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costcuttingproceedures - Cost Cutting Cost Cutting Summary...

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Cost Cutting Cost Cutting Summary Downsizing is common practice in both the private and government sector. In an article written for Governmentexecutive.com writers Conrad Ciccotello and Major Steven Green write about the lessons we can learn from the history of industry downsizing. This article reviews the current status of the Department of Defense (DoD), Honda, and the computer industry. Just like any other business the DoD have their own costs to account for especially shaving some of the fixed costs associated with day to day operations. Some of these fixed costs include the salary of employees and permanent staff. During the cold war the DoD was under a constant threat so increasing staff and permanent employees was a must. Though the country is under a threat level most of the activities can be remedied with the use of computers, contract, and temporary employees. The fixed costs associated with permanent employees include a retirement fund, insurance, and time off, by utilizing temporary employees the DoD can save on fixed costs, between 1985 and 1995 the DoD reduced the permanent staff by 30%. As of today the DoD has taken the lead in federal downsizing and starting initiatives to reduce permanent staff positions and rely more on temporary employees and outsourcing. During the mid 1980’s Honda decided to make some major cuts and reduce the permanent engineering staff due to a slump in sales. By removing their ability to develop new technologies in a competitive market Honda began to see a loss on market share. The decision to cut engineer jobs made a huge negative impact on Honda and took years to rebound from this decision. The computer industry is a rapidly changing market that involves definite highs and lows. These current highs and lows are making these technology firms reevaluate their fixed costs and make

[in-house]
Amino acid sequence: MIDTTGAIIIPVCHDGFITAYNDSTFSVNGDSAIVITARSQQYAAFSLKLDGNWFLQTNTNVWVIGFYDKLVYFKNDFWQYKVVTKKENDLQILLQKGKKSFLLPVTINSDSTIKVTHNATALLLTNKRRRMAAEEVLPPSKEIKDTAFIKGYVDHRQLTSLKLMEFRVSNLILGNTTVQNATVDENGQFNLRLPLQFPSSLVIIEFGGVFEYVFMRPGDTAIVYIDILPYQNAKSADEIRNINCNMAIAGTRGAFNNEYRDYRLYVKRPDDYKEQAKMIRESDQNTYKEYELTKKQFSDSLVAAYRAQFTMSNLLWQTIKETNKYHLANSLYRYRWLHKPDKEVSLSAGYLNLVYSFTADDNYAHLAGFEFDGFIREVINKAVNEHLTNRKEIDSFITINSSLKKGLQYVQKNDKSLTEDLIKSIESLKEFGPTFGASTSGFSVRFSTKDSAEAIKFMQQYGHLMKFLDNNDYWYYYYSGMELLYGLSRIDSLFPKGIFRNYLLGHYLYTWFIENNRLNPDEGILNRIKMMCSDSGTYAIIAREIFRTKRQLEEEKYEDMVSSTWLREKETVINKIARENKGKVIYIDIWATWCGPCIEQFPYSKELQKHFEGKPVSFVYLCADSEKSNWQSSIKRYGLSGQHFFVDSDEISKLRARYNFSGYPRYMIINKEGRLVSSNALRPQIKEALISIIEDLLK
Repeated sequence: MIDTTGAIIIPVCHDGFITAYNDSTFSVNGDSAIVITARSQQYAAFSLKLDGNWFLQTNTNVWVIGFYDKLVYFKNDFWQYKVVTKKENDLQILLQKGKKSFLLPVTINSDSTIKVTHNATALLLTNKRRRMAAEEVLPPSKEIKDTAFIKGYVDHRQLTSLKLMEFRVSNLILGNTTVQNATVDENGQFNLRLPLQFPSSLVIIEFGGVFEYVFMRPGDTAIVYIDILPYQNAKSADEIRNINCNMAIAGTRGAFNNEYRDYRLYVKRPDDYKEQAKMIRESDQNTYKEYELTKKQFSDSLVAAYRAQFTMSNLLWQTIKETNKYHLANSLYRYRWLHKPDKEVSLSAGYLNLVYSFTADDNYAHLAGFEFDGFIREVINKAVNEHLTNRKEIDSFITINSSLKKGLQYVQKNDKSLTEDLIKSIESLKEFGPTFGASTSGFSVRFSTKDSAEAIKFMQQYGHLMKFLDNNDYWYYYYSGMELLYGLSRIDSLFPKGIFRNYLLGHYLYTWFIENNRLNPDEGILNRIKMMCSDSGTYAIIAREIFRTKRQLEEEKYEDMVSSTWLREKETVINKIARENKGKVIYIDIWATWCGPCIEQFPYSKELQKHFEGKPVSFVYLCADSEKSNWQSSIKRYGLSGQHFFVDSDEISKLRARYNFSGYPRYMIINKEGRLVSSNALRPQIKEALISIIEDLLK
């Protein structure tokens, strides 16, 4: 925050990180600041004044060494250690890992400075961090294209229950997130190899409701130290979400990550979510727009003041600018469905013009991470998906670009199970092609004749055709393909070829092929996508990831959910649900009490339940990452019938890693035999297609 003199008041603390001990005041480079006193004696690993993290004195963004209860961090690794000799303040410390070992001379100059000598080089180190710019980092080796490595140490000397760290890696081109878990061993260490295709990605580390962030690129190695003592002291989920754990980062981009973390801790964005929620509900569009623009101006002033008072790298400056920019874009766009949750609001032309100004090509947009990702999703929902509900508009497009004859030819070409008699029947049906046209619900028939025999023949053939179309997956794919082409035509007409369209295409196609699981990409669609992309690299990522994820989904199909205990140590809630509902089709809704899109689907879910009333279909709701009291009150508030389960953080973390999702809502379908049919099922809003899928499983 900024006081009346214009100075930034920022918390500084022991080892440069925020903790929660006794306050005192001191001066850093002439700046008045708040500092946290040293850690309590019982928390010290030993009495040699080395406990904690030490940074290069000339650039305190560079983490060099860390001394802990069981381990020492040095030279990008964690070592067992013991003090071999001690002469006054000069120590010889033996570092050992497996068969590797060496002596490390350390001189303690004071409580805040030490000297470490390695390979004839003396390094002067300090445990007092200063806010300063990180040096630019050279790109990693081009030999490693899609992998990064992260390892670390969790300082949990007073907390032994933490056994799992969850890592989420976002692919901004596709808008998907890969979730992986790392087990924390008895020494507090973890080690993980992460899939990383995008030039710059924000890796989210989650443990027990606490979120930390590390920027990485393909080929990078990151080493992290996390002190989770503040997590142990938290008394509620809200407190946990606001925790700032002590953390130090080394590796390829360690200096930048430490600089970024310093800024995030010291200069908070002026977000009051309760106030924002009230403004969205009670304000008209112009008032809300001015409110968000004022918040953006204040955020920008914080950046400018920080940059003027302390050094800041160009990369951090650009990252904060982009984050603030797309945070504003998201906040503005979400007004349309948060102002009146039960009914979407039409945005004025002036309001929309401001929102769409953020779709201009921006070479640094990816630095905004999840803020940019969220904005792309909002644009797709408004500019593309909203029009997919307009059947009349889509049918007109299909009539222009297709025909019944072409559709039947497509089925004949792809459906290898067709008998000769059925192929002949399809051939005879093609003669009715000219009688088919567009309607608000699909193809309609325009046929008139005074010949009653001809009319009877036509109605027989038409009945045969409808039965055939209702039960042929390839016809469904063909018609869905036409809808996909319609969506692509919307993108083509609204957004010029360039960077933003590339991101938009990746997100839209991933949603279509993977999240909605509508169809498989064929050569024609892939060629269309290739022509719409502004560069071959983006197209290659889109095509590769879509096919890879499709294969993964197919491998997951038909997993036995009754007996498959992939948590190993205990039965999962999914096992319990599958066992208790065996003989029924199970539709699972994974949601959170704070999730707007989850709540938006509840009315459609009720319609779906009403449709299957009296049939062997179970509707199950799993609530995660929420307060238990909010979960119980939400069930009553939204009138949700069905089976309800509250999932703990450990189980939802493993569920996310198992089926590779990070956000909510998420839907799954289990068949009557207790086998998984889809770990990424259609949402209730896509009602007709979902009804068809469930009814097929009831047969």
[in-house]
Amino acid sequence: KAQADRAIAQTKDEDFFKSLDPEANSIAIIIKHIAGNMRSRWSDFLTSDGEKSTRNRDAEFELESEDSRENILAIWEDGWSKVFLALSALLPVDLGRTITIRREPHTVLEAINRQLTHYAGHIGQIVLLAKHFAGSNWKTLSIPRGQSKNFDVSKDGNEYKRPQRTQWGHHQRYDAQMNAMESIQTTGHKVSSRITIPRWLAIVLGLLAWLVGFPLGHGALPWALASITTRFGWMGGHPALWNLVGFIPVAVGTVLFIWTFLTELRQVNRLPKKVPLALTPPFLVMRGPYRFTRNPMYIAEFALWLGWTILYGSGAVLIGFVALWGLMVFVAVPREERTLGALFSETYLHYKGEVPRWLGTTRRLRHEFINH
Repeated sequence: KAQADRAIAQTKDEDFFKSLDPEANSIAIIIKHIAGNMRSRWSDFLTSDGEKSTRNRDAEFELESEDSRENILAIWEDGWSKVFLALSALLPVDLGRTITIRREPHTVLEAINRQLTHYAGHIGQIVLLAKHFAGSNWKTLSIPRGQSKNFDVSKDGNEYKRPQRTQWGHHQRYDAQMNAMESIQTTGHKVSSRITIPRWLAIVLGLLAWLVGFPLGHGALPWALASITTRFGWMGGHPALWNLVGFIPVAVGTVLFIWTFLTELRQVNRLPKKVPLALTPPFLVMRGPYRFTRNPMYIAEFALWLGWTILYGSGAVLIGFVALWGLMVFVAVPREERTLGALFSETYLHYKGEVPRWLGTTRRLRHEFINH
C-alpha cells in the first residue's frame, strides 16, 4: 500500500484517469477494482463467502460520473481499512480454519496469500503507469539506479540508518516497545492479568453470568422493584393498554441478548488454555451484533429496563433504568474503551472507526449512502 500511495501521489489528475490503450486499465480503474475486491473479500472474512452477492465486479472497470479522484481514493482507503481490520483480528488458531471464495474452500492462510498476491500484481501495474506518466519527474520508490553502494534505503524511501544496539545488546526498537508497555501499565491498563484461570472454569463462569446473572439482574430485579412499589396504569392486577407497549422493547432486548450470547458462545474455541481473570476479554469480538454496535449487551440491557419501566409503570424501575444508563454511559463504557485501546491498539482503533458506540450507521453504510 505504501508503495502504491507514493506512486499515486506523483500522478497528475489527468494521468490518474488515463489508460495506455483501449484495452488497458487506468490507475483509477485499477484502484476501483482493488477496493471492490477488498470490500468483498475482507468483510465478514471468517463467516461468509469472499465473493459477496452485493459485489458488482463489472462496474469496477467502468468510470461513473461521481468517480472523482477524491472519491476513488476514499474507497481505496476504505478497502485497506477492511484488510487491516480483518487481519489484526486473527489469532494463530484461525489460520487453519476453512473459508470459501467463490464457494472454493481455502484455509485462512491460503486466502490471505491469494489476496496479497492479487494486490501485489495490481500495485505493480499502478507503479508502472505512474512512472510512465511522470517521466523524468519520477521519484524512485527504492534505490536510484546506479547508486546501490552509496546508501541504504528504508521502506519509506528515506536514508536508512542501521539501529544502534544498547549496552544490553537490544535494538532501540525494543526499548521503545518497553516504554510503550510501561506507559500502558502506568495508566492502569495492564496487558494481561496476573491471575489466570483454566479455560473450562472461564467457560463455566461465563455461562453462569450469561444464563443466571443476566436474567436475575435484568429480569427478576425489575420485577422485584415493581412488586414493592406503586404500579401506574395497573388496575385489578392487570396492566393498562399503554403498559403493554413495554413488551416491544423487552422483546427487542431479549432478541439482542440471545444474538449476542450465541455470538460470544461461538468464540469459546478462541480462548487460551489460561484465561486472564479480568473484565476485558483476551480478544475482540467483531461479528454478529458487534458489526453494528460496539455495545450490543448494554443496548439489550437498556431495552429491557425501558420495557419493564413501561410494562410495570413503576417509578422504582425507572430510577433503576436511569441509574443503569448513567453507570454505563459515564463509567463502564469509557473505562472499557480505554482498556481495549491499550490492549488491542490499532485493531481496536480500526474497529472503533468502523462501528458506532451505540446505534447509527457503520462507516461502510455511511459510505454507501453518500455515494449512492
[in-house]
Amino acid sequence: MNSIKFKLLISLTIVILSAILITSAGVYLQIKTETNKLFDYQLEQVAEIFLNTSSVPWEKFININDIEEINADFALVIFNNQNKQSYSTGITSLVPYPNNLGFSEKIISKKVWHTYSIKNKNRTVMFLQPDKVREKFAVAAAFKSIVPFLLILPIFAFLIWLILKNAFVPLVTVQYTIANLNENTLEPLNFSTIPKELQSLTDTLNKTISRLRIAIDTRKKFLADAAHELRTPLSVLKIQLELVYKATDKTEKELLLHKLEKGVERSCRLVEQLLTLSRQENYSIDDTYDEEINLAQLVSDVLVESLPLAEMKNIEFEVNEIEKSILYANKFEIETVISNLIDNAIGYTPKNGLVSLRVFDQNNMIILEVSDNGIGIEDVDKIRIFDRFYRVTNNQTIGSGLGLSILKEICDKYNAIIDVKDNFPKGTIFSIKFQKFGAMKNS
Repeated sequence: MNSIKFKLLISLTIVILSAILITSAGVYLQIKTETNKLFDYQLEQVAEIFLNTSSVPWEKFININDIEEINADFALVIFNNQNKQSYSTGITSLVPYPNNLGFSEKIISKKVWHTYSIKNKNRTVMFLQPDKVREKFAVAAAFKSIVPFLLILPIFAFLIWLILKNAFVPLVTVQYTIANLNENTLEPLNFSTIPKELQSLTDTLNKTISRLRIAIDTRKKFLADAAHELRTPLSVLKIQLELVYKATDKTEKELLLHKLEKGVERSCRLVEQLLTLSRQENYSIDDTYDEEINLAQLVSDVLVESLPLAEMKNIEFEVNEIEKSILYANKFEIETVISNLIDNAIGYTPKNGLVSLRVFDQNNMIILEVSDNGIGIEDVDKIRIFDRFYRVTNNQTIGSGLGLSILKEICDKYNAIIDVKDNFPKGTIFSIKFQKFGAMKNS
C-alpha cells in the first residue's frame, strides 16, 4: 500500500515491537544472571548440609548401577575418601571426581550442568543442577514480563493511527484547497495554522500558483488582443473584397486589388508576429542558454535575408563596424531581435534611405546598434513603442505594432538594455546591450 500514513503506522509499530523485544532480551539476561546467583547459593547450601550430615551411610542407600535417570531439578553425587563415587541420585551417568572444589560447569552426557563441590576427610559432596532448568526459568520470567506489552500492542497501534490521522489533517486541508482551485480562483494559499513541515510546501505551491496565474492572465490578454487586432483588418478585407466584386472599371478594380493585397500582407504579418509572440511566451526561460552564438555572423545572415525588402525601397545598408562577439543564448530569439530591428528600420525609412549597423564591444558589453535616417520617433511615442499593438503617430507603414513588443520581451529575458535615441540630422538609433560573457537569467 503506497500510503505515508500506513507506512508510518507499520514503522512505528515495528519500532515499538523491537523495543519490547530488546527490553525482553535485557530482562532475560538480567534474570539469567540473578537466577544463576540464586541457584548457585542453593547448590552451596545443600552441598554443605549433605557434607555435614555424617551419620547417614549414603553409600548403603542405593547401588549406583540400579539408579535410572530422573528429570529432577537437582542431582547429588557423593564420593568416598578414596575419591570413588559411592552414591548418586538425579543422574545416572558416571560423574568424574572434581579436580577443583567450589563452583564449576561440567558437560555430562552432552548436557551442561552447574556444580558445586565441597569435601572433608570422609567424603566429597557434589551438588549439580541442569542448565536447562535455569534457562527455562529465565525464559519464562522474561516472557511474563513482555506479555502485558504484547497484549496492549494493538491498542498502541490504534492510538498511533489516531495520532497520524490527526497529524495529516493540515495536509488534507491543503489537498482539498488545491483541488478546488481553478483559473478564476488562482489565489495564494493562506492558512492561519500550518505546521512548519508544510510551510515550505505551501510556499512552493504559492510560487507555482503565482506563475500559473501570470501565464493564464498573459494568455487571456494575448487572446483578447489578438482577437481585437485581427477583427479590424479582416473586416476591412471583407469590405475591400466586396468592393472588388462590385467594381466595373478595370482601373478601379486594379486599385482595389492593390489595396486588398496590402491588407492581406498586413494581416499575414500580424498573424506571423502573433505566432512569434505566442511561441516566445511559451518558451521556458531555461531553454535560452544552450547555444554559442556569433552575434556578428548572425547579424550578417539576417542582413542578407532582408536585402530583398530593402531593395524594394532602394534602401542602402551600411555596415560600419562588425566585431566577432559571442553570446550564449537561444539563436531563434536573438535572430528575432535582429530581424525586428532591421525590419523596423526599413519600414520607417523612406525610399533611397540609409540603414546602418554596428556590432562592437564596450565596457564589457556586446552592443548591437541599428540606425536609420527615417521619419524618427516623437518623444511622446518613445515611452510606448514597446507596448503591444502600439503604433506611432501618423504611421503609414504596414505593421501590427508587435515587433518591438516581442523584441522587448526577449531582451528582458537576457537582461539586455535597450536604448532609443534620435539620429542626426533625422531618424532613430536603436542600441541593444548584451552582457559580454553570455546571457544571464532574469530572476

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dramatic cuts. IBM reported that in 1992 they saved $8.3 billion dollars and another $2.9 billion in 1991 by eliminating jobs. Downsizing is typically the byproduct of a company trying to quickly improve its profits and unfortunately the biggest loss for a company is employee benefits and payroll. Downsizing of staff consists of these elements: it is intentional; it leads to reductions in personnel; it attempts to increase the efficiency of the organization; and it affects work processes (Huber & Glick, 1993). Downsizing is often justified as a necessary measure to protect the company from bankruptcy. According to a 1997 survey by the American Management Association (AMA), the most often
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